Jim Bower: Where two or two or more gathered. It’s almost always a complex, adaptive domain. How do we come to an agreement on anything? We are sorting our way through an incredibly complex conversation, power dynamics of what makes sense, who has decision authority, how do we feel our way into a good enough decision. 

In the domain of complexity, the reality is that we can’t see around the corner. We don’t even understand the problem until we engage the problem. And as you engage the problem, you start to find your way forward in ways that can make sense. And I oftentimes tell people that most decisions just emerge, good decisions emerge in conversation, in relationship with one another. There, versus there is a decider, that there is someone deciding what to do. 

Well, no, I mean, most every complex decision, I mean, think about the work you do on the HR side, you know, how do we wind our way through a really complex decision about, what do we do with this person who’s underperforming. That’s a complex problem. How long have they worked here? What are their strengths? What do we as an organization need? Who has a relationship with this person? Is this person able to grow their way into the role? I mean, there are dozens if not hundreds of variables that you’re sorting your way through in your head to try to find yourself a path forward on a decision. I mean, how do you see this working your way, its way through the organizations you work with?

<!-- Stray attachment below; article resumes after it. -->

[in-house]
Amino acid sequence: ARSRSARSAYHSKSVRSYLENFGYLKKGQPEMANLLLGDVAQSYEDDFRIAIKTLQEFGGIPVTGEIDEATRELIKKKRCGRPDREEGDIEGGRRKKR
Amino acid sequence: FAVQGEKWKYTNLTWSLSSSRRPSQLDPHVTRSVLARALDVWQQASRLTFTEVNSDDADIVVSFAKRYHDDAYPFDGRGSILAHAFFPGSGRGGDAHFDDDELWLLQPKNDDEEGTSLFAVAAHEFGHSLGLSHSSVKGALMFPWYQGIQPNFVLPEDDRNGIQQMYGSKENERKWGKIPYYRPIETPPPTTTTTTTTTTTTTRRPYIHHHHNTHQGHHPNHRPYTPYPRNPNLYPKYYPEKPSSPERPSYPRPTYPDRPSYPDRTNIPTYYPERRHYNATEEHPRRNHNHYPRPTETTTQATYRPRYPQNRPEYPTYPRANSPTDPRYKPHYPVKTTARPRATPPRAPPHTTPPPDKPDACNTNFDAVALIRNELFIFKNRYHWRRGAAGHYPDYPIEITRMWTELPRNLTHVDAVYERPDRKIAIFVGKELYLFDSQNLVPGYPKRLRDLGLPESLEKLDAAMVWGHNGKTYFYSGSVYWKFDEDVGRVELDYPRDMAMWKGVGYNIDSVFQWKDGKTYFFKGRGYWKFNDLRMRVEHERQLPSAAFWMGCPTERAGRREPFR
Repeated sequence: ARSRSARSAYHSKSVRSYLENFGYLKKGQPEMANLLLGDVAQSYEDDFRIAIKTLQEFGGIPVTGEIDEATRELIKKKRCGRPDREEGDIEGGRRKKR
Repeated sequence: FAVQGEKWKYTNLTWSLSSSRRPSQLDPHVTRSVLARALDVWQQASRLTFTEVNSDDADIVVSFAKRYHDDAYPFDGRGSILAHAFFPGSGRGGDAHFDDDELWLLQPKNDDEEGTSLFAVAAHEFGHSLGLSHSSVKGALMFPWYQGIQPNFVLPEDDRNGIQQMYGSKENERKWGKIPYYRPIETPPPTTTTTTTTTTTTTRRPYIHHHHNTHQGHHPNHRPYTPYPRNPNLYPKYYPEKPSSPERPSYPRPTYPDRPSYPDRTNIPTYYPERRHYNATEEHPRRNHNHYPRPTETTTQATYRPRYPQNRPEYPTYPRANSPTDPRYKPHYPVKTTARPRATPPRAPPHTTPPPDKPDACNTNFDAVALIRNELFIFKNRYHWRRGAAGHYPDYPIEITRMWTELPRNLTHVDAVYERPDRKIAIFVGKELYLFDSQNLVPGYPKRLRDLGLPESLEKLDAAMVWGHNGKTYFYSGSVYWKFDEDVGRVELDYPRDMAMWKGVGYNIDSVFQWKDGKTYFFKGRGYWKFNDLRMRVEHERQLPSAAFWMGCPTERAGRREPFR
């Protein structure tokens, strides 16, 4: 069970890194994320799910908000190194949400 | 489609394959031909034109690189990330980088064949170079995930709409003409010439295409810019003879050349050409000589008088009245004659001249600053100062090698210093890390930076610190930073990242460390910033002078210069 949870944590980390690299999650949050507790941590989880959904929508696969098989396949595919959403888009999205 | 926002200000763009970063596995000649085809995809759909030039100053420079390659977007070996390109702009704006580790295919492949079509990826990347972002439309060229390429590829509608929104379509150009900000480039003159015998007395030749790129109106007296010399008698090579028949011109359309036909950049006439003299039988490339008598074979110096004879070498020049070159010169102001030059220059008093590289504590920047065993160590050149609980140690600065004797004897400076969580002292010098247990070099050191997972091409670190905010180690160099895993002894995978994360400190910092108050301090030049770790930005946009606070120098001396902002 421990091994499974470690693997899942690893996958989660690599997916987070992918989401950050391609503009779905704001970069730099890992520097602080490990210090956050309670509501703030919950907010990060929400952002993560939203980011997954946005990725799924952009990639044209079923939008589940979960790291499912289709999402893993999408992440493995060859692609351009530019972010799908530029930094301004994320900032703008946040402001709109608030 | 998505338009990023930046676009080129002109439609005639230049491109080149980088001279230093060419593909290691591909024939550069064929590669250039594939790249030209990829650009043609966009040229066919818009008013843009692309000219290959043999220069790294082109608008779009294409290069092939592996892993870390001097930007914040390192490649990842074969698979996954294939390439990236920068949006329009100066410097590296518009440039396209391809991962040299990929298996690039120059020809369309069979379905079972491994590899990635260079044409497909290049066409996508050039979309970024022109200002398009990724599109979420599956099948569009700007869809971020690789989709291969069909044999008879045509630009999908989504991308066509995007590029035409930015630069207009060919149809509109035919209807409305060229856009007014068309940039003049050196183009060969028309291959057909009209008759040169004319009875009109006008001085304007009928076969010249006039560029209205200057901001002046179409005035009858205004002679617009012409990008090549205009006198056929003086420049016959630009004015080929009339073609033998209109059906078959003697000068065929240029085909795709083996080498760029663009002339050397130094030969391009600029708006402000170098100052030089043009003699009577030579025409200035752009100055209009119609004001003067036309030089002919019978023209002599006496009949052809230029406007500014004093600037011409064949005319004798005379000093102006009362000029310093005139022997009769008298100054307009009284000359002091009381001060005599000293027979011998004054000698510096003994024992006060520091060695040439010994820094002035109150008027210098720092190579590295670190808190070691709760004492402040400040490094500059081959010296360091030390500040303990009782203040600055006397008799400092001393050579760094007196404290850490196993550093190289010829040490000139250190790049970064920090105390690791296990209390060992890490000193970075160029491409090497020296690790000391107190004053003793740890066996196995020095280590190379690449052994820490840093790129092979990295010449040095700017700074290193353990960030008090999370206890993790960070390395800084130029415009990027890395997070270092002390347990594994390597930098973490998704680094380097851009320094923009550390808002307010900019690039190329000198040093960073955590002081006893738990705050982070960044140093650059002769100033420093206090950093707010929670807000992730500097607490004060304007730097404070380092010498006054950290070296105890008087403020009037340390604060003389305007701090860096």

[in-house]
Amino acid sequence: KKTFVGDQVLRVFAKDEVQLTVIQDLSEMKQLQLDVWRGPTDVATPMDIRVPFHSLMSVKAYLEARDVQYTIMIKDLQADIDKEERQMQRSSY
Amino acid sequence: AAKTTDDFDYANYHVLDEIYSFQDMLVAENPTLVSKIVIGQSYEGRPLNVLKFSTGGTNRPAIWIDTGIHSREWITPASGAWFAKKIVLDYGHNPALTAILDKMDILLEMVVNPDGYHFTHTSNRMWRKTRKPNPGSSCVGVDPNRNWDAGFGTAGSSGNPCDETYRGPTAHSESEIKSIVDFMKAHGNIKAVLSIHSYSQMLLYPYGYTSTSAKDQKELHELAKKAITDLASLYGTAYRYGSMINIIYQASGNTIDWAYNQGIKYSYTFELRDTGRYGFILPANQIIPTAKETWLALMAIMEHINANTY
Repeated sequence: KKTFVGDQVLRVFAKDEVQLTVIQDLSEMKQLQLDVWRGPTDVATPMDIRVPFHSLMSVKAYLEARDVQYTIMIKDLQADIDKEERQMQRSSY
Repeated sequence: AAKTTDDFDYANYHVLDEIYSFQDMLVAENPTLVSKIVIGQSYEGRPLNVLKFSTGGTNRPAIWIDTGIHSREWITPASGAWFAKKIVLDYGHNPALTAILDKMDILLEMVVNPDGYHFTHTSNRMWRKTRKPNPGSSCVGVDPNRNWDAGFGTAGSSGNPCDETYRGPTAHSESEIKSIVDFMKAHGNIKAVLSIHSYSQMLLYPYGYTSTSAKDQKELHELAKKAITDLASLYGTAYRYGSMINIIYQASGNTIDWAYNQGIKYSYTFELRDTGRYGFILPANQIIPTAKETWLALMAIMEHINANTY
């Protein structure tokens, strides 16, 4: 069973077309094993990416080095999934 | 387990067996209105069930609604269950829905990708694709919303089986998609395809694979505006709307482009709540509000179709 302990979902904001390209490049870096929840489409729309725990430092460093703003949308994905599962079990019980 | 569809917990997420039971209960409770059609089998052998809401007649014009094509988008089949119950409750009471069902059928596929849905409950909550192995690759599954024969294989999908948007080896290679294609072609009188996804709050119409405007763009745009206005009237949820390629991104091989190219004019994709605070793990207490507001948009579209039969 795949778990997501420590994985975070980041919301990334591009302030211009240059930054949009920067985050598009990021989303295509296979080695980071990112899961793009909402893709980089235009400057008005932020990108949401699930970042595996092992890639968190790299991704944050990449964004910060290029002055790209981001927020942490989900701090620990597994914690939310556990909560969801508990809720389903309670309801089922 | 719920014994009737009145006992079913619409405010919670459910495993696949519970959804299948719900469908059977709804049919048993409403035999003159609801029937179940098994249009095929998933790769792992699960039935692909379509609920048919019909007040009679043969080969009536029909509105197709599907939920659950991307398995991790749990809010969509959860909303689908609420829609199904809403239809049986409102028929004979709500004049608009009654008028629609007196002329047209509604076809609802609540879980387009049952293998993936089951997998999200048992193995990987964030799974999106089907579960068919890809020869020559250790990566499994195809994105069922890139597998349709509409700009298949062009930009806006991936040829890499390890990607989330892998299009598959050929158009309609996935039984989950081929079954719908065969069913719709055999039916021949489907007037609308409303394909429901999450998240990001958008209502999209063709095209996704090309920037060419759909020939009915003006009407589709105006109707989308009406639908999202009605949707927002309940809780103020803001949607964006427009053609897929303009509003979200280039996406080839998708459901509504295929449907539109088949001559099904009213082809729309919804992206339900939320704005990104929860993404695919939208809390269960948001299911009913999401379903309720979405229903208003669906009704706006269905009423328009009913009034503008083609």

Alicia Parr: Yeah. Well, I mean, if you just take that example, which is a common but narrow, and that one that people would relate to, yeah A lot of times people think HR is just the compliance side. Well, yeah, the variables in terms of like, what’s going to get us unnecessarily into trouble here is like a very very small part of that formula. What is this person actually getting feedback? Are they even aware they’re not performing? Yeah. Do they have the resources? Or do they have the time? Do they have the training? Do they have the capability? The people that are in the position to be giving this feedback, are they doing so in a way that’s understandable? What are the changes afoot? Is this role expected to change in any way in the company and then your future? How do we heuristically…, I mean, like, you know, there’s just so many different things, while there are certain principles that you would apply. Like, in particular, what we do in this situation. 

Another thing that came up, which is, I would say a combination is for that hybrid between, there are some parts that are tame, and some parts that are wicked is in a smaller organization, decisions about compensation are made ad hoc in response to somebody asking for more, or maybe it’s been clearly identified that you know, okay, now the business can actually afford to pay a little more. There are all sorts of different dynamics that kind of go into this. So a lot of it is emotional. And then at some point, it’s time to say, well, you know, maybe we should have at least some set of standards by which we are actually making a decision. Maybe there should be some sort of schedule by which actually, we’re revisiting somebody’s compensation so that we’re not just prioritizing the people that are bold enough to ask. But that doesn’t make it a tame problem, necessarily. Maybe just slightly more tame, less wicked.